By RTCC Staff
Research and Development will be vital for the UK to make its way in a high-tech world, create jobs and boost economic growth, said UK Universities and Science Minister, stressing 2012 will see growing investment in low carbon sectors, particularly nuclear.
Speaking at the Policy Exchange, David Willetts argued that the country’s universities and researchers were its greatest asset and key to fulfilling the Coalition’s top priority for 2012: economic growth.
He also highlighted the role that investment in energy and low carbon technologies could play.
“We already have sponsored research on low carbon cars. The Technology Strategy Board’s investment in low carbon vehicles in partnership with Engineering and Physical Sciences Research Council played a significant role in Nissan’s decision to base the production of the entirely electric LEAF model and its advanced batteries in Sunderland,” he said.
“High on our agenda now is nuclear fission and fusion after a challenging report from the Science and Technology Committee of the House of Lords. We will be considering it carefully to ensure we get the most advantage from our historic strengths in these sectors.”
While not singling out low carbon development, it was one of four areas identified by the Government Office for Science for future investment.
Energy and low carbon technologies were placed alongside other science topics including Biotechnology and pharmaceuticals; materials and nanotechnology; and digital and networks.
Willetts stressed that the government has a clear understanding of areas for investment, preventing “eccentric of lop-sided decisions”.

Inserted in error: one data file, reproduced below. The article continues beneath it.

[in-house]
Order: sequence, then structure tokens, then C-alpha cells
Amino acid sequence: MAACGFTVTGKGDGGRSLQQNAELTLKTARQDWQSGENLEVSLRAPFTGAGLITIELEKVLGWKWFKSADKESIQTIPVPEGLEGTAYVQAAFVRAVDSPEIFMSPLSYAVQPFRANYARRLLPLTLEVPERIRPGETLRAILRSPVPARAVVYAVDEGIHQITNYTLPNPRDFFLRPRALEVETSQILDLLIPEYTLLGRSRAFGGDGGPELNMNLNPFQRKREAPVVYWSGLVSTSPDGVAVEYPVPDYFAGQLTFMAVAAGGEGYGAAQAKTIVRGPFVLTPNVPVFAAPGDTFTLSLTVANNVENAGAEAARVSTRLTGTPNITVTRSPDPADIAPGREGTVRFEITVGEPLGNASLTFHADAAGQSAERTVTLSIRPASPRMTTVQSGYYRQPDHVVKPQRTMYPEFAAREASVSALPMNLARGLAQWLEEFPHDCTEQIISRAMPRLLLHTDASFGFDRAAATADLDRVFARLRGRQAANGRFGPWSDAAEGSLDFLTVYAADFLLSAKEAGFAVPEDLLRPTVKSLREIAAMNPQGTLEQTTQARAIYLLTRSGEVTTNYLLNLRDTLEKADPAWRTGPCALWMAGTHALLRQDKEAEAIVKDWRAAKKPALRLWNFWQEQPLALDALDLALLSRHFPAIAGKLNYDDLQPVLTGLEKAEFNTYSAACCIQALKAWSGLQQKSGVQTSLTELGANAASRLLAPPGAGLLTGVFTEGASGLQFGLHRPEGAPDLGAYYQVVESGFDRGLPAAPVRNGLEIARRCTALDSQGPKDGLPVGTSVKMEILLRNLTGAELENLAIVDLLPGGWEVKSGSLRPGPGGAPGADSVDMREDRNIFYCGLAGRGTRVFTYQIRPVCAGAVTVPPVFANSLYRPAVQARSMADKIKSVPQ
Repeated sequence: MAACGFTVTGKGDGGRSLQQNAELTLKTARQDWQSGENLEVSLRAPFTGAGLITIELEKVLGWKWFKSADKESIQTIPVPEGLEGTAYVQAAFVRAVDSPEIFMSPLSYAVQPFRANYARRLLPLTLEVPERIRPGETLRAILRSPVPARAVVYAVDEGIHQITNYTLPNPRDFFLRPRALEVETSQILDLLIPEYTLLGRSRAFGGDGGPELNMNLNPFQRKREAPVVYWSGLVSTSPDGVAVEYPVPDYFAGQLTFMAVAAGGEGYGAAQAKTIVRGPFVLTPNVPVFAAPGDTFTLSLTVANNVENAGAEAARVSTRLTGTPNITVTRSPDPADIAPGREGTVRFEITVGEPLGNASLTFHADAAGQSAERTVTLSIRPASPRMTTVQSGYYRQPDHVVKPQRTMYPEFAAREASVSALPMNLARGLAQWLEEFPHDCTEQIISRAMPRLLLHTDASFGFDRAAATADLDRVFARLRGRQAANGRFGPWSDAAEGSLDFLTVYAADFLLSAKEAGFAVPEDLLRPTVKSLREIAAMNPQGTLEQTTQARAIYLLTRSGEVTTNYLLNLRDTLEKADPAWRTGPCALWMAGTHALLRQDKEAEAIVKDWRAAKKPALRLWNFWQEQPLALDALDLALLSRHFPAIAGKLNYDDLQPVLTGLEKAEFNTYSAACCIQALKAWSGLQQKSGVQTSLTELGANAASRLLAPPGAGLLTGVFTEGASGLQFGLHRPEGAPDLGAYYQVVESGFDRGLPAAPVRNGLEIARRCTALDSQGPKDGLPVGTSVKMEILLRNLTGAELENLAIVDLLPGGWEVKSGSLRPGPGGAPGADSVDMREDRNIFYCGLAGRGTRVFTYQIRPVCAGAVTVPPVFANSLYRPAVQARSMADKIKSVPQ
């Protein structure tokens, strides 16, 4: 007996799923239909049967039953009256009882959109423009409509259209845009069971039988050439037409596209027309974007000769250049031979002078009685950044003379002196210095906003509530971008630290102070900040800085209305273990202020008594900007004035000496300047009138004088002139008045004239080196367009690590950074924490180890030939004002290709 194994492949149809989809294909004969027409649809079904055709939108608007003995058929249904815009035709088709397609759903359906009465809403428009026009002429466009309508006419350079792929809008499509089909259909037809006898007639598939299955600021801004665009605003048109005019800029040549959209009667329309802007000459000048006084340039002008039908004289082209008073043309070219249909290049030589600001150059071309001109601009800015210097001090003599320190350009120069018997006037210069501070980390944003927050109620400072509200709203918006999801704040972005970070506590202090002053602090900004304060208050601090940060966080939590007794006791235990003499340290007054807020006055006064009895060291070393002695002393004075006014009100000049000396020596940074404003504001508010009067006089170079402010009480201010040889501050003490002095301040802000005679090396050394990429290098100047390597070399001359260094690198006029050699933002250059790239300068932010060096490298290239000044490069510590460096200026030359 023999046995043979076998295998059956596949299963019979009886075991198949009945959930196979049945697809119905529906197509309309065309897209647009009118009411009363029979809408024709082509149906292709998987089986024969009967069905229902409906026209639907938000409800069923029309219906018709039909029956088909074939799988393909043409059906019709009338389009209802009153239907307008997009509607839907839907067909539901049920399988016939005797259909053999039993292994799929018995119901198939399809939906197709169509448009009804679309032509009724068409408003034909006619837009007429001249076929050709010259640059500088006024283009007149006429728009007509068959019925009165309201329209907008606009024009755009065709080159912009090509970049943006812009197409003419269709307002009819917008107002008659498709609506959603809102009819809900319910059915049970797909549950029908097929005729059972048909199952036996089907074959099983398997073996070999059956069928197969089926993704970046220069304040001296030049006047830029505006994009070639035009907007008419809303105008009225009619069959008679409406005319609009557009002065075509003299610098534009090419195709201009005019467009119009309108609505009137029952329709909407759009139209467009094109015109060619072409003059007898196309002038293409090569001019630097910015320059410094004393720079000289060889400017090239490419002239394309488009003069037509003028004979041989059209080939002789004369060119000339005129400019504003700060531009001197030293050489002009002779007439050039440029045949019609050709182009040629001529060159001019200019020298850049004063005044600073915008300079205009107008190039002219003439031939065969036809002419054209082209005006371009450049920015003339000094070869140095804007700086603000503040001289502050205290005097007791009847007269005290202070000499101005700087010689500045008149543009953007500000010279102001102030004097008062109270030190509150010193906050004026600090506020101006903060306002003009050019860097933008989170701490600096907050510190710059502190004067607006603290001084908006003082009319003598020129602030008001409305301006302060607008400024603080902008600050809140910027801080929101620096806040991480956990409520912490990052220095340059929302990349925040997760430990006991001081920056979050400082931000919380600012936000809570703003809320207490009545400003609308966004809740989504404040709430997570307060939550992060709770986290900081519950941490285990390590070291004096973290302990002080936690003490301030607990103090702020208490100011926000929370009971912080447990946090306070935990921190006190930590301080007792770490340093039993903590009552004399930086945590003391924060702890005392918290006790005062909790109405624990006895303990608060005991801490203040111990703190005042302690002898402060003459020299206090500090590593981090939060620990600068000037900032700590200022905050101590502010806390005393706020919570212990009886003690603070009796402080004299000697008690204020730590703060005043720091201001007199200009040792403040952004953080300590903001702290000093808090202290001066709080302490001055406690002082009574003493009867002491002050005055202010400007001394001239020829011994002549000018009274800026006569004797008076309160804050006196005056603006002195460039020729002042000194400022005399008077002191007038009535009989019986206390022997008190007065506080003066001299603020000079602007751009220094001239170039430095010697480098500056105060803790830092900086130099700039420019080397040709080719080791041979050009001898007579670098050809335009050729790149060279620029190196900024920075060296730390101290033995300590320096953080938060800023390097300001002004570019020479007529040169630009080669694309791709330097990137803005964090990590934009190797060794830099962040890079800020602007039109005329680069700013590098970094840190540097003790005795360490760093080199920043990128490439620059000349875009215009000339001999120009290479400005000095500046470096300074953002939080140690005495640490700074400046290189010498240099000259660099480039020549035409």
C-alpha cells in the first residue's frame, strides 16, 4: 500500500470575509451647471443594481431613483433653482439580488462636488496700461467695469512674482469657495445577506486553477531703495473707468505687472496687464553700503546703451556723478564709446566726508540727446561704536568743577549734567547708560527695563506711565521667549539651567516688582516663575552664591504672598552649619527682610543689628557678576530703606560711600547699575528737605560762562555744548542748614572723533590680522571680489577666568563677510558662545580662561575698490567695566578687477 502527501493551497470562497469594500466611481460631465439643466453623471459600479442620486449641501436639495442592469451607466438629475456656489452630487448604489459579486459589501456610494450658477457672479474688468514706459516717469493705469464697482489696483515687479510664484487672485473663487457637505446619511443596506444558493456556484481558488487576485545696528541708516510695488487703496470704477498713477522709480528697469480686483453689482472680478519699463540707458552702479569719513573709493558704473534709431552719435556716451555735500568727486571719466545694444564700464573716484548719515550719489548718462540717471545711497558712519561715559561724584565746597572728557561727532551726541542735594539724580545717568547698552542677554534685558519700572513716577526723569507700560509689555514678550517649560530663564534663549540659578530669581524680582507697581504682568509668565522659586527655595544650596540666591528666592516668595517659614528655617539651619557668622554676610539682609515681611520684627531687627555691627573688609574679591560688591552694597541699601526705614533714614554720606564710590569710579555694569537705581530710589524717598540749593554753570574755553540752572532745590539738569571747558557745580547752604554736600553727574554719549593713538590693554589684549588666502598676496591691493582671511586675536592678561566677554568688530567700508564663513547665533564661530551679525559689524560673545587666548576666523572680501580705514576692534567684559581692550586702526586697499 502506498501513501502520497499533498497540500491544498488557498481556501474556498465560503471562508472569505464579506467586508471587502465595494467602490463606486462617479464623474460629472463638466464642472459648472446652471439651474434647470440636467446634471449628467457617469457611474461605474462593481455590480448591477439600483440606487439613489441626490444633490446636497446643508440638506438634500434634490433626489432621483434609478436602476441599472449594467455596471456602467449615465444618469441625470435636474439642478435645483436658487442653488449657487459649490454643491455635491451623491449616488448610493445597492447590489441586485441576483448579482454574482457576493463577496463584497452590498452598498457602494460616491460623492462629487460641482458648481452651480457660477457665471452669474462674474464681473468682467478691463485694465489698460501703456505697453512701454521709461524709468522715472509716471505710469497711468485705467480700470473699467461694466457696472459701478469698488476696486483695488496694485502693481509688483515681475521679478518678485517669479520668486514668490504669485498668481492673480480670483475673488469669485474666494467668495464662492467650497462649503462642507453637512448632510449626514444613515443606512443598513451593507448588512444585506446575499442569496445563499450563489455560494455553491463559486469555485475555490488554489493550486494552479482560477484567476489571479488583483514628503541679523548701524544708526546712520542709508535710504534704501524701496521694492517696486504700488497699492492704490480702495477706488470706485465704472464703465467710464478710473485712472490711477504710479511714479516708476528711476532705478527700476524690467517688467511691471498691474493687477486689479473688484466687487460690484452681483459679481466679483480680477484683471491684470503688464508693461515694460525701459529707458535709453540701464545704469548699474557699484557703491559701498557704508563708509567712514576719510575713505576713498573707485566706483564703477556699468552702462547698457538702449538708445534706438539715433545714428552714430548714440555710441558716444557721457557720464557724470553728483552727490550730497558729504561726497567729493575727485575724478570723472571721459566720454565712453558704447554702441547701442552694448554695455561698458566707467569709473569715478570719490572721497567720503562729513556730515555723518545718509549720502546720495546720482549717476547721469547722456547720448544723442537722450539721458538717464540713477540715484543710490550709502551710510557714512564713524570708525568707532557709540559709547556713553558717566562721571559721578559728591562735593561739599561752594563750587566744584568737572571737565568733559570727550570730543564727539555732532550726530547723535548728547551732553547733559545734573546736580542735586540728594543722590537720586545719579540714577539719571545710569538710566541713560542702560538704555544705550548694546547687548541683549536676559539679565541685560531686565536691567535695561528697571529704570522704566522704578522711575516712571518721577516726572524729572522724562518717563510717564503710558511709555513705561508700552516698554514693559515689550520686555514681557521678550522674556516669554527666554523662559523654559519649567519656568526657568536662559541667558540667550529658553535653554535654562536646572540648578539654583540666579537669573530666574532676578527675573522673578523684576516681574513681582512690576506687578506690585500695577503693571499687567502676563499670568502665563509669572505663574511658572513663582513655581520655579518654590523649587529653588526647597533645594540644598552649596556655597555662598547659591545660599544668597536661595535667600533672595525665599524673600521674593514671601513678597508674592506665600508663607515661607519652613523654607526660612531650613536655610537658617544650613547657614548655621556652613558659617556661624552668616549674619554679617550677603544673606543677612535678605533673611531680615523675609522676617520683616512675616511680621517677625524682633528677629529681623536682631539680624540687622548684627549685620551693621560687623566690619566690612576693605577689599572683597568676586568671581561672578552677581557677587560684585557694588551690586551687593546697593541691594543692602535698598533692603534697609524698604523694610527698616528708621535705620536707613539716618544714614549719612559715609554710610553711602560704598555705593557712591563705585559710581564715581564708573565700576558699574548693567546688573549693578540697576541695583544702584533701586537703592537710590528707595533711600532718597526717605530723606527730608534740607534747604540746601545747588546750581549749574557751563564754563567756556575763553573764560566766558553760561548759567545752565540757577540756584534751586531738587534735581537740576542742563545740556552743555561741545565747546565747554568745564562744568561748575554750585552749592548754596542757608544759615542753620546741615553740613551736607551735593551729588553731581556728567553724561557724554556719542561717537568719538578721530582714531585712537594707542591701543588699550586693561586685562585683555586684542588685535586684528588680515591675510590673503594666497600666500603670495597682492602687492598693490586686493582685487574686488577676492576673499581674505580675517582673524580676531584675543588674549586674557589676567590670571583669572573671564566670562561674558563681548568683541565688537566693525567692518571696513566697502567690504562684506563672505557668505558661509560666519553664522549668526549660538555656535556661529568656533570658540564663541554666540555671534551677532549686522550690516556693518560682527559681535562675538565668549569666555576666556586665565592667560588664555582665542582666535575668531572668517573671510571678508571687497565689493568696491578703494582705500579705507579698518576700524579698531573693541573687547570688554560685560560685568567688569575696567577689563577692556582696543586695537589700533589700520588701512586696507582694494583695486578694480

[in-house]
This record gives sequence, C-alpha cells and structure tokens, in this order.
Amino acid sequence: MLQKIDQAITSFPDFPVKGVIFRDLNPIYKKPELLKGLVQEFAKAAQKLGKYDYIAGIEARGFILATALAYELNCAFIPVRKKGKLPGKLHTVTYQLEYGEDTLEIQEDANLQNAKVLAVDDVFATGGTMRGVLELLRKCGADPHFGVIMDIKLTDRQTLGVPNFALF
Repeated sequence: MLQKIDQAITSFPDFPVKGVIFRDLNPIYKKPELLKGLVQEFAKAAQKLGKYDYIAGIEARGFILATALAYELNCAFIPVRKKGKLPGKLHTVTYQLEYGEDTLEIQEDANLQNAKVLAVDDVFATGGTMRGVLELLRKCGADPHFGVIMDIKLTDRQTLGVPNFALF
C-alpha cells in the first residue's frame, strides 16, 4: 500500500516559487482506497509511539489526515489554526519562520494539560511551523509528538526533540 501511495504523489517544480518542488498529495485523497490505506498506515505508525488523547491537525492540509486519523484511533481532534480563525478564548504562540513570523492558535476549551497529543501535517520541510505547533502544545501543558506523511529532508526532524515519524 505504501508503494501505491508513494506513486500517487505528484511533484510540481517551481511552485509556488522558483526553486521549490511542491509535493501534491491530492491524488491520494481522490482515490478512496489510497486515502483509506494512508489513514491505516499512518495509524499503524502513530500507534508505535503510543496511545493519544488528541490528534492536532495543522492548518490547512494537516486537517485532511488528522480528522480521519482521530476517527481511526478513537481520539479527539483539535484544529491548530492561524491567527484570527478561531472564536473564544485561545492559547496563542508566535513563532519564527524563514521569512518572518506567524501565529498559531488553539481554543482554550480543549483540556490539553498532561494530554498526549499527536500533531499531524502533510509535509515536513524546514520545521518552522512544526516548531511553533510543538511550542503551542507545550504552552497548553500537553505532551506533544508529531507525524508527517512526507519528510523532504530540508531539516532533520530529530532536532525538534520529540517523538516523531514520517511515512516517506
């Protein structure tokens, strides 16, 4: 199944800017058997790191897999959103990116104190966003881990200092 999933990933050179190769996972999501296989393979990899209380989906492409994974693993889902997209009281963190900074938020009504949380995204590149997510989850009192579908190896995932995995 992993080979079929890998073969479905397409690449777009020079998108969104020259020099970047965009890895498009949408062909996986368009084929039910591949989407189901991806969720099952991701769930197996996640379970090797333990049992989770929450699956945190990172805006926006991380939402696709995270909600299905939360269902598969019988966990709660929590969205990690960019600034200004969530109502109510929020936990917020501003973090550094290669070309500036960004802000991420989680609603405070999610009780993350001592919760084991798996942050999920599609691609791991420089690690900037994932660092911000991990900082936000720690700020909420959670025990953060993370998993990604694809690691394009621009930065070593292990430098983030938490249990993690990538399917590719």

Quoting economist Alfred Marshall from 1919, Willetts warned of the danger of expertise being exported abroad unless opportunities were harnessed in the UK. He said: “The small band of British scientific men have made revolutionary discoveries in science; but yet the chief fruits of their work have been reaped by business in Germany and other countries where industry and science have been in close touch with one another.”
This echoes the warning of low carbon industry experts that the UK could loose out – exporting expertise rather than products – if the government backs away from technologies such as solar and wind power.
Willetts once again highlighted nuclear, and its importance when looking to the future. He said: “Continuing to keep our country open to leading scientists who wish to work here and making a big contribution to global science projects such as managing the Square Kilometer Array and the key role of scientists in CERN and in JET and ITER project for nuclear fusion.”
While placing a lot of emphasis on the role of science, he also warned of the danger of neglecting research in other areas, including social sciences and the arts.
“This broad research base emphatically includes the arts, humanities and social sciences. They are all part of the science and research ring fence,” he said. “Increasingly for example research in the physical sciences is linked to human behaviour – not just designing a low carbon vehicle but understanding what makes people choose to drive it – or not.”
The UK invests £3 billion annually in academic work through Research Councils UK (RCUK), which combines the UK’s seven Research Councils covering science and the arts.
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